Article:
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On the same day as the L.A. Women's March, a 'celebration of life' gathers in Chinatown

On the same day as the L.A. Women's March, a 'celebration of life' gathers in Chinatown
The youth ministry from the St. Angela Merici Catholic Church in Brea attends the OneLife LA march in Chinatown. (Deborah Netburn / Los Angeles Times)

On the same day that the Women's March drew tens of thousands of people to downtown Los Angeles, José and Teresa Macia of Brea took 10 members of their church's youth ministry downtown for a different reason: to march for life.

It was the third year in a row that the group from the St. Angela Merici Catholic Church had attended OneLife LA, a march and event led by Los Angeles Archbishop José H. Gomez.

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Organizers said thousands of people attended the event, which was billed as a gathering to promote "the beauty of every human life, from conception to death."

"We support life and we peacefully pray to protect every life since its very early existence," José Macia said.

Three nuns are among the crowd at the OneLife LA event held Saturday at Los Angeles State Historic Park.
Three nuns are among the crowd at the OneLife LA event held Saturday at Los Angeles State Historic Park. (Deborah Netburn / Los Angeles Times)

He added that in addition to attending this march, his group regularly prays the rosary outside a Planned Parenthood in Tustin each Tuesday.

"We are just praying, but still a lot of people going by give us obscene gestures," he said.

This year's OneLife LA march started at Olvera Street and proceeded through Chinatown before ending at Los Angeles State Historic Park.

After arriving at the park, marchers sat on picnic blankets and listened to speakers including Karen Gaffney, an advocate for people with physical disadvantages and the first person with Down syndrome to swim the English Channel, and Bishop Charles E. Blake, presiding bishop of the Church of God in Christ.

Gomez also addressed the audience, speaking in both English and Spanish.

"OneLife LA is more than just a beautiful day," the Catholic archbishop said. "It is a vision for a pro-life nation, where every life is precious."

Salvador Coronel, 41, a truck driver who grew up in Los Angeles, holds a sign he made at OneLife LA.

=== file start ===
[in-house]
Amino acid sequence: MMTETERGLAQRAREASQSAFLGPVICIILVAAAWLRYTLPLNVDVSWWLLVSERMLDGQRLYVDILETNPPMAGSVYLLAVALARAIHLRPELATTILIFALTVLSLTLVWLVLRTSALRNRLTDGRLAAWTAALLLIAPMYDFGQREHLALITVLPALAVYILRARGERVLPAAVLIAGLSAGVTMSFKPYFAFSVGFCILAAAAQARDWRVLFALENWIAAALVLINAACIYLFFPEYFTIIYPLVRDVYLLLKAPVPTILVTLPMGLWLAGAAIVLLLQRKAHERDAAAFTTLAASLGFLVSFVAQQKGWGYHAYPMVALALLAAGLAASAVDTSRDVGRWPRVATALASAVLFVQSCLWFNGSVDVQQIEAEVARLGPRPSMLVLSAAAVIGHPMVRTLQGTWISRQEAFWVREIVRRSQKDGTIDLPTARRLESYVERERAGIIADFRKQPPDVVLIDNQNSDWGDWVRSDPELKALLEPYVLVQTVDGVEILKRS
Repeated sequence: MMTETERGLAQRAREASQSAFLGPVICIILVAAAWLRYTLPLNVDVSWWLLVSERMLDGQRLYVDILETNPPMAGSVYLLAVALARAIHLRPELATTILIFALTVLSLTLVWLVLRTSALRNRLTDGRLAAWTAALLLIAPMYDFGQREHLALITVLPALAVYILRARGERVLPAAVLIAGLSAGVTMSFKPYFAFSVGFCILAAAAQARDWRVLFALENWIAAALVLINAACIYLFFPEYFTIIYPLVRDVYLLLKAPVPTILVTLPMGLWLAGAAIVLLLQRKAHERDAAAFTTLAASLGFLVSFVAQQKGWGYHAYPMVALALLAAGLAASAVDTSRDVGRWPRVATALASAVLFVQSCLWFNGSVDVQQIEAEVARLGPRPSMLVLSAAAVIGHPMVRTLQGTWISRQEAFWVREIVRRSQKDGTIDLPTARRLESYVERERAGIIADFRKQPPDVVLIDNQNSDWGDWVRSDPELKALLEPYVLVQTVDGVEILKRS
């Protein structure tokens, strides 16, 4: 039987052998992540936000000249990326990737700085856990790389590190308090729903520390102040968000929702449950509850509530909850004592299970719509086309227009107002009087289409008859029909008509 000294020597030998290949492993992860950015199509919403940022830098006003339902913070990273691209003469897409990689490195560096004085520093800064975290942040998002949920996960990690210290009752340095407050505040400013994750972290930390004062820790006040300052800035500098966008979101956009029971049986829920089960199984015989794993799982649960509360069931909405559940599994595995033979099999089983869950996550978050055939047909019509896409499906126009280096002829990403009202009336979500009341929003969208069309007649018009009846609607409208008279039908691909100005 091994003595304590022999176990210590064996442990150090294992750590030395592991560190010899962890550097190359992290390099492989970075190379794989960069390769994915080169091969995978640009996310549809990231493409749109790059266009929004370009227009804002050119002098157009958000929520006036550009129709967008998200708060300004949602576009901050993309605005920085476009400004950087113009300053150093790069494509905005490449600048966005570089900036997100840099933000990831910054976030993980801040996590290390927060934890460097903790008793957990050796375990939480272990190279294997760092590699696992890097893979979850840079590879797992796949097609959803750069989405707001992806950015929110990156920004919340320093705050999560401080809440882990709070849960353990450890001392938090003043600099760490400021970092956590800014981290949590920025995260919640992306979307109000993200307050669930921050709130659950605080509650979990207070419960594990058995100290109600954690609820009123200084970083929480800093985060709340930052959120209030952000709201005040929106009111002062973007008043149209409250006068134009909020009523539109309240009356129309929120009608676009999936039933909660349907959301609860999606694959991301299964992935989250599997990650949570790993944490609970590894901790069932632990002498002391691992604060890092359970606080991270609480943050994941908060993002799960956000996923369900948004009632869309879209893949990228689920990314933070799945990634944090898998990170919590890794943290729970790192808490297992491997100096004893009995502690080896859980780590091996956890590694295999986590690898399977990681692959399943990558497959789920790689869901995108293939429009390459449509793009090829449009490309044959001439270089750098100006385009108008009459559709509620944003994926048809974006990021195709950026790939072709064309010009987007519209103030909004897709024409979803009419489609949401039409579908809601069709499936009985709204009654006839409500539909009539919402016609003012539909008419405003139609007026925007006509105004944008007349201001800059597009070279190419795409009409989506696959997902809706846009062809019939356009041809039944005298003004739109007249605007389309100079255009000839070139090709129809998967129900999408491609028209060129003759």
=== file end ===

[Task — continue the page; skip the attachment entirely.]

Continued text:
Salvador Coronel, 41, a truck driver who grew up in Los Angeles, holds a sign he made at OneLife LA. (Deborah Netburn / Los Angeles Times)

Ray Warriner, a member of the Knights of Columbus who was dressed in a bright green T-shirt that read "volunteer" on the back, said it was just a coincidence that the OneLife march was held on the same day as the Women's March.

"This isn't a protest of anything," he said. "It's a celebration of life in all its forms from birth to death."

He said the date was picked so as not coincide with the larger Walk for Life in San Francisco next weekend.

Members of the Southern California chapter of the Knights of Columbus attend OneLife LA at Los Angeles State Historic Park.
Members of the Southern California chapter of the Knights of Columbus attend OneLife LA at Los Angeles State Historic Park. (Deborah Netburn / Los Angeles Times)

There appeared to be little interaction between people attending the Women's March and those who were participating in the OneLife LA event, but there was some overlap, especially around the Chinatown Metro stop, where extra police were in place.

At around 2:45 p.m., three women, including one carrying a sign that read, "Women fiercely protecting what they love are unstoppable," stopped on the sidewalk just outside Los Angeles State Historic Park.

An onlooker wondered if they were about to start taunting the OneLife crowd, but it turned out that wasn't why the women had come by.

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They didn't even know the event was going on, they said. Instead, they were looking for an art exhibit in the neighborhood.

Twitter: @DeborahNetburn

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